“You need to step back and take an opportunity to think about, ‘did it work? What could I have done better? How shall I do this the next time?’” Shoop said.
Duty, Honor, Country
Rice was a second lieutenant in the Army who served as a military intelligence officer in the 101st Airborne Division (Air Assault) at Fort Campbell, Ky.
He later became city attorney for New Orleans and was responsible for about 100 employees. Regardless of their position in the city government, he said he treated them all the way he “would want to be treated”: with dignity and respect.
Shoop serves in the Army Signal Corps. His military assignments include, among others, science advisor to the director and chief scientist of the Joint Improvised Explosive Device Defeat Organization. Maintaining strong moral values are important to Shoop, as well as the Army’s ability to defeat enemies, foreign and domestic.
“Being honorable is probably the most important trait of a good leader,” he said. “You’ve heard things like transparency, honor, high moral character. Effective leaders have high moral character. So do your assessment. Make sure you’re on the right path.
“Trust and respect are earned. You’re not leading yourself. You’re leading a team. Participate in the team.”
Kindness, compassion and genuine concern about others makes people feel better and can help you advance in your career.
“Leaders in your organization,” Rice said, “will watch how you treat everyone … from the administrative assistants to the janitors. And believe it or not, how you treat the lowest people in the organization can play a role in you getting that next promotion.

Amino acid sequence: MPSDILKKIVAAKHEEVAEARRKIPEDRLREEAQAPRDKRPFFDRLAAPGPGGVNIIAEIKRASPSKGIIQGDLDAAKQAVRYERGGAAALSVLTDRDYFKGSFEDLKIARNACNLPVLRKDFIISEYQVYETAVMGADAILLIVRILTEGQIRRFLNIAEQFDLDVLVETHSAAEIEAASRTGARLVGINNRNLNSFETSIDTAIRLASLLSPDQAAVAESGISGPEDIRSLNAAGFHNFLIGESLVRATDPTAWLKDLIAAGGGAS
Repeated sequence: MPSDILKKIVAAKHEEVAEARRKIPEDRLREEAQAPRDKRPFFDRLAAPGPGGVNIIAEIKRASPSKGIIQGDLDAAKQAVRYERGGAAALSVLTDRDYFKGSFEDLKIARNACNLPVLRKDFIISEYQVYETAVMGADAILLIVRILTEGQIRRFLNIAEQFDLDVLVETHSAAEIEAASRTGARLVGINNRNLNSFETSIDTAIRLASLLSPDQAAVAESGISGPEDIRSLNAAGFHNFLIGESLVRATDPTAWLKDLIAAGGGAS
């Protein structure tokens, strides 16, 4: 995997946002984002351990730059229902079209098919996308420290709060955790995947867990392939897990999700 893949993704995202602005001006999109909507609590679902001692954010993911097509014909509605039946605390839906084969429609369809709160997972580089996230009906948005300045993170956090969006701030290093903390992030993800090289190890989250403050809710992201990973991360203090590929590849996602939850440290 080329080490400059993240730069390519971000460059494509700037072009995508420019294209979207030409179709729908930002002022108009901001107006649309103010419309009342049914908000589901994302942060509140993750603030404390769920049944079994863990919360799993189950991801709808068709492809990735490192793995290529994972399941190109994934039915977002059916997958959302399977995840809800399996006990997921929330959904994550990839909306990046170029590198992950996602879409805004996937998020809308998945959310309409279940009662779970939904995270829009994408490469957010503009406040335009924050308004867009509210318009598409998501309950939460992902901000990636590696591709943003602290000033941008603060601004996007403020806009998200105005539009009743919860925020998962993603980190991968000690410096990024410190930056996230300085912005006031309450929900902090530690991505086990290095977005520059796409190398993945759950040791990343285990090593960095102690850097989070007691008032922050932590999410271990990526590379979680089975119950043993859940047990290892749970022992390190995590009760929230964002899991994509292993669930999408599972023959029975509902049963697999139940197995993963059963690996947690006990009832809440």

“The boss’ administrative assistant always has his ear, and has a level of influence that you would never believe. And more importantly, I can guarantee you he values that administrative assistant’s opinion.”
Upcoming IEEE-USA Leadership Events
IEEE-USA is planning a Future Leaders Workshop in 2017, and another Future Leaders Forum in 2018. So, tell your Aunt Geraldine you can’t make her next birthday party. Get yourself to one or both of these events. You’ll be glad you did.
“It’s great that we taped our speakers and posted video on Facebook and Periscope,” IEEE-USA President Pete Eckstein said. “But the greater value of events that we sponsor is the networking opportunities. You never know who you’re going to meet. Someone with a job might be looking for someone like you.
“I hope to see a lot of these people, and a whole bunch of new ones, in the next couple years.”
Chris McManes (mick-maynz) is IEEE-USA’s public relations manager.